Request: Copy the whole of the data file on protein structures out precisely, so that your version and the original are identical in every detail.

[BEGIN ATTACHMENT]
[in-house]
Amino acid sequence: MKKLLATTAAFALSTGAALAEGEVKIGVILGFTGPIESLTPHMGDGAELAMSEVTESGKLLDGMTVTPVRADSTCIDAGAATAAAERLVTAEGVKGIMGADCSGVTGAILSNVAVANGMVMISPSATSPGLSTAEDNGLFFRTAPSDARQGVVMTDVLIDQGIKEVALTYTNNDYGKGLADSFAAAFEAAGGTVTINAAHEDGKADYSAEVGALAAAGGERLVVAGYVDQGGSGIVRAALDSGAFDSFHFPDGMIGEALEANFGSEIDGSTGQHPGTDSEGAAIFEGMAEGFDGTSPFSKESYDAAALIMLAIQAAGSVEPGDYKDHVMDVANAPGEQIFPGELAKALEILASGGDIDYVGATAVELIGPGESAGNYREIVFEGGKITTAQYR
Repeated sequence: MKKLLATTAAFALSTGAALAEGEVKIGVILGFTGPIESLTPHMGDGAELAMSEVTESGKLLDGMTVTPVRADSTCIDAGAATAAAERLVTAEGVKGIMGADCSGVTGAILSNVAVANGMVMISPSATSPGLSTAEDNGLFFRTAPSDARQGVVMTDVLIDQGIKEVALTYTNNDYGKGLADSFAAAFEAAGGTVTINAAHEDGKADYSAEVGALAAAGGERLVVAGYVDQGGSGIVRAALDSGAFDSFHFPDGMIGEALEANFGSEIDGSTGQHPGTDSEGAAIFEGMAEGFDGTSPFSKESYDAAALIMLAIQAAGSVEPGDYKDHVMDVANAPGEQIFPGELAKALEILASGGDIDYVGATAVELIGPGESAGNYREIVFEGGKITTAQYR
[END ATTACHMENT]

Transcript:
[in-house]
Amino acid sequence: MKKLLATTAAFALSTGAALAEGEVKIGVILGFTGPIESLTPHMGDGAELAMSEVTESGKLLDGMTVTPVRADSTCIDAGAATAAAERLVTAEGVKGIMGADCSGVTGAILSNVAVANGMVMISPSATSPGLSTAEDNGLFFRTAPSDARQGVVMTDVLIDQGIKEVALTYTNNDYGKGLADSFAAAFEAAGGTVTINAAHEDGKADYSAEVGALAAAGGERLVVAGYVDQGGSGIVRAALDSGAFDSFHFPDGMIGEALEANFGSEIDGSTGQHPGTDSEGAAIFEGMAEGFDGTSPFSKESYDAAALIMLAIQAAGSVEPGDYKDHVMDVANAPGEQIFPGELAKALEILASGGDIDYVGATAVELIGPGESAGNYREIVFEGGKITTAQYR
Repeated sequence: MKKLLATTAAFALSTGAALAEGEVKIGVILGFTGPIESLTPHMGDGAELAMSEVTESGKLLDGMTVTPVRADSTCIDAGAATAAAERLVTAEGVKGIMGADCSGVTGAILSNVAVANGMVMISPSATSPGLSTAEDNGLFFRTAPSDARQGVVMTDVLIDQGIKEVALTYTNNDYGKGLADSFAAAFEAAGGTVTINAAHEDGKADYSAEVGALAAAGGERLVVAGYVDQGGSGIVRAALDSGAFDSFHFPDGMIGEALEANFGSEIDGSTGQHPGTDSEGAAIFEGMAEGFDGTSPFSKESYDAAALIMLAIQAAGSVEPGDYKDHVMDVANAPGEQIFPGELAKALEILASGGDIDYVGATAVELIGPGESAGNYREIVFEGGKITTAQYR